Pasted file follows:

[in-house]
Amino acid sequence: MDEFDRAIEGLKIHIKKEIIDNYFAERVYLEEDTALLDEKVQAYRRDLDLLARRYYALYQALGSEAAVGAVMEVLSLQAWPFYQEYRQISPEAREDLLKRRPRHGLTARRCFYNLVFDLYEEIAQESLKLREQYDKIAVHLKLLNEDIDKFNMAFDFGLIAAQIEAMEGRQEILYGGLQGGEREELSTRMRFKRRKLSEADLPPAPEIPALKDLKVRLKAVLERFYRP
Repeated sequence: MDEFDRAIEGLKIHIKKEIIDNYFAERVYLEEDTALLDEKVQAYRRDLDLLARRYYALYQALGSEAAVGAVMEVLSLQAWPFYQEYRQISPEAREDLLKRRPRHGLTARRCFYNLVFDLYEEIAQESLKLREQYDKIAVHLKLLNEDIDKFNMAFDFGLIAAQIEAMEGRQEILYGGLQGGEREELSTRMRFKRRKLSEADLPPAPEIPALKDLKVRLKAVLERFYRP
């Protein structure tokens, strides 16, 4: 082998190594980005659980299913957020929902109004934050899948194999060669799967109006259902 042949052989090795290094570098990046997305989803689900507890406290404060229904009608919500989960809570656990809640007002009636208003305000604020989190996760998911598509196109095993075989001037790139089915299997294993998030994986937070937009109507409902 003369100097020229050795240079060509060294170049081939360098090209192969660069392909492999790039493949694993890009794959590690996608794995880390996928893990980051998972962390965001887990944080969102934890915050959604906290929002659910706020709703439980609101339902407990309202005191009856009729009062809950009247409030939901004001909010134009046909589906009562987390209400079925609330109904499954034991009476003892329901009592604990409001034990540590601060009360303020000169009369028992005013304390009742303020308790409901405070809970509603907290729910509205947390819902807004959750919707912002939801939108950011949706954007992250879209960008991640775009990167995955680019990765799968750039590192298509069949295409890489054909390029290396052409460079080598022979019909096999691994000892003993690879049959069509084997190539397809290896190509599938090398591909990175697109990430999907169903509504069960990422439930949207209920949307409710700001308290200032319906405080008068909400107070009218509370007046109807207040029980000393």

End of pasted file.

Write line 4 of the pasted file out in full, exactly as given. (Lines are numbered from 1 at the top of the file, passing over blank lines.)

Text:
């Protein structure tokens, strides 16, 4: 082998190594980005659980299913957020929902109004934050899948194999060669799967109006259902 042949052989090795290094570098990046997305989803689900507890406290404060229904009608919500989960809570656990809640007002009636208003305000604020989190996760998911598509196109095993075989001037790139089915299997294993998030994986937070937009109507409902 003369100097020229050795240079060509060294170049081939360098090209192969660069392909492999790039493949694993890009794959590690996608794995880390996928893990980051998972962390965001887990944080969102934890915050959604906290929002659910706020709703439980609101339902407990309202005191009856009729009062809950009247409030939901004001909010134009046909589906009562987390209400079925609330109904499954034991009476003892329901009592604990409001034990540590601060009360303020000169009369028992005013304390009742303020308790409901405070809970509603907290729910509205947390819902807004959750919707912002939801939108950011949706954007992250879209960008991640775009990167995955680019990765799968750039590192298509069949295409890489054909390029290396052409460079080598022979019909096999691994000892003993690879049959069509084997190539397809290896190509599938090398591909990175697109990430999907169903509504069960990422439930949207209920949307409710700001308290200032319906405080008068909400107070009218509370007046109807207040029980000393």